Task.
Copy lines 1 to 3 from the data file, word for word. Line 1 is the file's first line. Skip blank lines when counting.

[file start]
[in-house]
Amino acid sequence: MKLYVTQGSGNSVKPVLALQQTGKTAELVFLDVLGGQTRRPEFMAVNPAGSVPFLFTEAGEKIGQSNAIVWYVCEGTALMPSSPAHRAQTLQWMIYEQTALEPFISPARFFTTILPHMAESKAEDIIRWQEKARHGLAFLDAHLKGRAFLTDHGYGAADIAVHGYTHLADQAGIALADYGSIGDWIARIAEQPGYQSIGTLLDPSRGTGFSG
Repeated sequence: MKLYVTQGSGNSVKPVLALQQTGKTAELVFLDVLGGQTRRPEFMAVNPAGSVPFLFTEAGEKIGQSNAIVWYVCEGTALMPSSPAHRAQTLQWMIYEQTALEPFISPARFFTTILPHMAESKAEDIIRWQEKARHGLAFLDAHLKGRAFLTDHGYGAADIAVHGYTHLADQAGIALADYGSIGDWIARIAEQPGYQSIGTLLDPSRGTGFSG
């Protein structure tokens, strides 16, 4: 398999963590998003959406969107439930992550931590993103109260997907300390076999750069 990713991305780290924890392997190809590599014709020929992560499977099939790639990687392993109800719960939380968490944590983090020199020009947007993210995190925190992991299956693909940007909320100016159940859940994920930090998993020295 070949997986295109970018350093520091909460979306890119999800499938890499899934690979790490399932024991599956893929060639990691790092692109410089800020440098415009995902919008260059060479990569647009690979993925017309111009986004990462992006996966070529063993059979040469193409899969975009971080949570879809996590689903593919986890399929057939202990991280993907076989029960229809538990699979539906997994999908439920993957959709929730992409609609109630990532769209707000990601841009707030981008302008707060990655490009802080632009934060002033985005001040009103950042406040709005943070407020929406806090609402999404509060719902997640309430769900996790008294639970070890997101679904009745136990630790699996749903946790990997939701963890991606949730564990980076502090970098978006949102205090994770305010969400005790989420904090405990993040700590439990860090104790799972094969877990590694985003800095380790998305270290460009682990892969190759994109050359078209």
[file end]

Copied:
[in-house]
Amino acid sequence: MKLYVTQGSGNSVKPVLALQQTGKTAELVFLDVLGGQTRRPEFMAVNPAGSVPFLFTEAGEKIGQSNAIVWYVCEGTALMPSSPAHRAQTLQWMIYEQTALEPFISPARFFTTILPHMAESKAEDIIRWQEKARHGLAFLDAHLKGRAFLTDHGYGAADIAVHGYTHLADQAGIALADYGSIGDWIARIAEQPGYQSIGTLLDPSRGTGFSG
Repeated sequence: MKLYVTQGSGNSVKPVLALQQTGKTAELVFLDVLGGQTRRPEFMAVNPAGSVPFLFTEAGEKIGQSNAIVWYVCEGTALMPSSPAHRAQTLQWMIYEQTALEPFISPARFFTTILPHMAESKAEDIIRWQEKARHGLAFLDAHLKGRAFLTDHGYGAADIAVHGYTHLADQAGIALADYGSIGDWIARIAEQPGYQSIGTLLDPSRGTGFSG